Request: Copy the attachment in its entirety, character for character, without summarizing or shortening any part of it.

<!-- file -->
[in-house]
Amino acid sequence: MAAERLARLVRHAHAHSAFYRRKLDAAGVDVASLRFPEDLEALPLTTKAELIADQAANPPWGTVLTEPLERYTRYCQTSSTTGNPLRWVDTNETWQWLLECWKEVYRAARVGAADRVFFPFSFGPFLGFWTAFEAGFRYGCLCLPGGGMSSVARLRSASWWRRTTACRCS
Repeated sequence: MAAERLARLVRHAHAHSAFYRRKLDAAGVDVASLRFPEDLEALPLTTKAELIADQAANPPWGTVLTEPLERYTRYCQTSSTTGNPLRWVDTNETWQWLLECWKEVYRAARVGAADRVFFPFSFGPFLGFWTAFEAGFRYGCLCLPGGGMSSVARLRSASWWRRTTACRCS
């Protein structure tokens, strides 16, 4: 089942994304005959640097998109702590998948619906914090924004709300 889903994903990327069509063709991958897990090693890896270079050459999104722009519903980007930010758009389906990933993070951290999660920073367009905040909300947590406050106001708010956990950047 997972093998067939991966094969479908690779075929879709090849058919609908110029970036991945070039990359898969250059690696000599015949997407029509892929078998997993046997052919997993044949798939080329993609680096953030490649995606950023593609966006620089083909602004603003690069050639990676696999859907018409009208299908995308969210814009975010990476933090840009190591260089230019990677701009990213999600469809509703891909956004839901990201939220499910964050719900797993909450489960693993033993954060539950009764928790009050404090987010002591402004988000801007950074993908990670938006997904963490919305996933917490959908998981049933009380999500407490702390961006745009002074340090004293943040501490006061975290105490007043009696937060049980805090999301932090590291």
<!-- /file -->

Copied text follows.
[in-house]
Amino acid sequence: MAAERLARLVRHAHAHSAFYRRKLDAAGVDVASLRFPEDLEALPLTTKAELIADQAANPPWGTVLTEPLERYTRYCQTSSTTGNPLRWVDTNETWQWLLECWKEVYRAARVGAADRVFFPFSFGPFLGFWTAFEAGFRYGCLCLPGGGMSSVARLRSASWWRRTTACRCS
Repeated sequence: MAAERLARLVRHAHAHSAFYRRKLDAAGVDVASLRFPEDLEALPLTTKAELIADQAANPPWGTVLTEPLERYTRYCQTSSTTGNPLRWVDTNETWQWLLECWKEVYRAARVGAADRVFFPFSFGPFLGFWTAFEAGFRYGCLCLPGGGMSSVARLRSASWWRRTTACRCS
């Protein structure tokens, strides 16, 4: 089942994304005959640097998109702590998948619906914090924004709300 889903994903990327069509063709991958897990090693890896270079050459999104722009519903980007930010758009389906990933993070951290999660920073367009905040909300947590406050106001708010956990950047 997972093998067939991966094969479908690779075929879709090849058919609908110029970036991945070039990359898969250059690696000599015949997407029509892929078998997993046997052919997993044949798939080329993609680096953030490649995606950023593609966006620089083909602004603003690069050639990676696999859907018409009208299908995308969210814009975010990476933090840009190591260089230019990677701009990213999600469809509703891909956004839901990201939220499910964050719900797993909450489960693993033993954060539950009764928790009050404090987010002591402004988000801007950074993908990670938006997904963490919305996933917490959908998981049933009380999500407490702390961006745009002074340090004293943040501490006061975290105490007043009696937060049980805090999301932090590291």